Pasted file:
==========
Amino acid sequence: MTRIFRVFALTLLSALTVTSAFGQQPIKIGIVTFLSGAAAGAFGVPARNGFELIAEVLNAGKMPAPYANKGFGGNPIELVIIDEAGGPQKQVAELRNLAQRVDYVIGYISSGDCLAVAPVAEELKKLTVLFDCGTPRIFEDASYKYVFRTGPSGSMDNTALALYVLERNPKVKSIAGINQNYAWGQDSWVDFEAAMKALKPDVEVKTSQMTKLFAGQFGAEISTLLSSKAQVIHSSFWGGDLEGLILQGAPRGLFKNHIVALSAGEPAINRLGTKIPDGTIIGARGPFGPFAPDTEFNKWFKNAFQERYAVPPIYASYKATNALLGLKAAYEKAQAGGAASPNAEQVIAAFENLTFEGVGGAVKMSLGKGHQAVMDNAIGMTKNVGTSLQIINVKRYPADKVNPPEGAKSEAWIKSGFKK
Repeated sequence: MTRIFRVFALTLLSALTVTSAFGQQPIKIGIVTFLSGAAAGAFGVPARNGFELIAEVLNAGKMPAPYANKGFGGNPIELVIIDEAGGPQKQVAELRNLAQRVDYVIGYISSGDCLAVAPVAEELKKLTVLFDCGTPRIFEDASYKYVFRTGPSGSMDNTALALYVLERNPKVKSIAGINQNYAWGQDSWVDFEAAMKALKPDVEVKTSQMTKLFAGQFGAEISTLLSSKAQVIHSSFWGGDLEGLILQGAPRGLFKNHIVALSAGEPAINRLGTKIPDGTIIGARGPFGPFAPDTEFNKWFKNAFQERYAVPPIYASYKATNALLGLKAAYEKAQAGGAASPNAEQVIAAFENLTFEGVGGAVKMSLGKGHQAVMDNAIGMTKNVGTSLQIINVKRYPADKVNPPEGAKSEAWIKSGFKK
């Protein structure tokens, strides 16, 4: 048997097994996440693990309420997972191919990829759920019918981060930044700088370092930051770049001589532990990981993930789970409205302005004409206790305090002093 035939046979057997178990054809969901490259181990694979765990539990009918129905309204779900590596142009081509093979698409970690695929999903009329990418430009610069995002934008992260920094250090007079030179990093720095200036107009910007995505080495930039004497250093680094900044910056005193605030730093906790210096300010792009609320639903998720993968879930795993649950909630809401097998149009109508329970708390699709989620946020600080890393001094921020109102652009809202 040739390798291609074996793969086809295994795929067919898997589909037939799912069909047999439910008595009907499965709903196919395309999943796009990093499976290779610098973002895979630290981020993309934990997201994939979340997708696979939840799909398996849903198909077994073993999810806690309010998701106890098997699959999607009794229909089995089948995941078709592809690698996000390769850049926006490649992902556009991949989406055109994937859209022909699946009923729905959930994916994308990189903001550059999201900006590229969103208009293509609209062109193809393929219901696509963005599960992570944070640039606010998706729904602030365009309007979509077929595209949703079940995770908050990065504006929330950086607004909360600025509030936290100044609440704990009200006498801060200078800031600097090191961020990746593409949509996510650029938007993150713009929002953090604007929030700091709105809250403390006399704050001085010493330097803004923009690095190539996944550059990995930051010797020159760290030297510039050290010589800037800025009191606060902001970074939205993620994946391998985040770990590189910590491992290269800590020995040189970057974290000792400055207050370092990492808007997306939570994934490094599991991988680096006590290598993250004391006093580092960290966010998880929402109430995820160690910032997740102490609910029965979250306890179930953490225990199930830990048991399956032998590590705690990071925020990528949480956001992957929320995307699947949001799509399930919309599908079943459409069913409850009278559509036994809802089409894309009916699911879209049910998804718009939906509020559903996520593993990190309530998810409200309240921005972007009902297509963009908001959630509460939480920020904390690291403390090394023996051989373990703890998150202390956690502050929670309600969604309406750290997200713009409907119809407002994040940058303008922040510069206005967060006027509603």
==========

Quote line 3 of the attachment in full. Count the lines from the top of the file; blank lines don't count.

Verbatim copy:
């Protein structure tokens, strides 16, 4: 048997097994996440693990309420997972191919990829759920019918981060930044700088370092930051770049001589532990990981993930789970409205302005004409206790305090002093 035939046979057997178990054809969901490259181990694979765990539990009918129905309204779900590596142009081509093979698409970690695929999903009329990418430009610069995002934008992260920094250090007079030179990093720095200036107009910007995505080495930039004497250093680094900044910056005193605030730093906790210096300010792009609320639903998720993968879930795993649950909630809401097998149009109508329970708390699709989620946020600080890393001094921020109102652009809202 040739390798291609074996793969086809295994795929067919898997589909037939799912069909047999439910008595009907499965709903196919395309999943796009990093499976290779610098973002895979630290981020993309934990997201994939979340997708696979939840799909398996849903198909077994073993999810806690309010998701106890098997699959999607009794229909089995089948995941078709592809690698996000390769850049926006490649992902556009991949989406055109994937859209022909699946009923729905959930994916994308990189903001550059999201900006590229969103208009293509609209062109193809393929219901696509963005599960992570944070640039606010998706729904602030365009309007979509077929595209949703079940995770908050990065504006929330950086607004909360600025509030936290100044609440704990009200006498801060200078800031600097090191961020990746593409949509996510650029938007993150713009929002953090604007929030700091709105809250403390006399704050001085010493330097803004923009690095190539996944550059990995930051010797020159760290030297510039050290010589800037800025009191606060902001970074939205993620994946391998985040770990590189910590491992290269800590020995040189970057974290000792400055207050370092990492808007997306939570994934490094599991991988680096006590290598993250004391006093580092960290966010998880929402109430995820160690910032997740102490609910029965979250306890179930953490225990199930830990048991399956032998590590705690990071925020990528949480956001992957929320995307699947949001799509399930919309599908079943459409069913409850009278559509036994809802089409894309009916699911879209049910998804718009939906509020559903996520593993990190309530998810409200309240921005972007009902297509963009908001959630509460939480920020904390690291403390090394023996051989373990703890998150202390956690502050929670309600969604309406750290997200713009409907119809407002994040940058303008922040510069206005967060006027509603």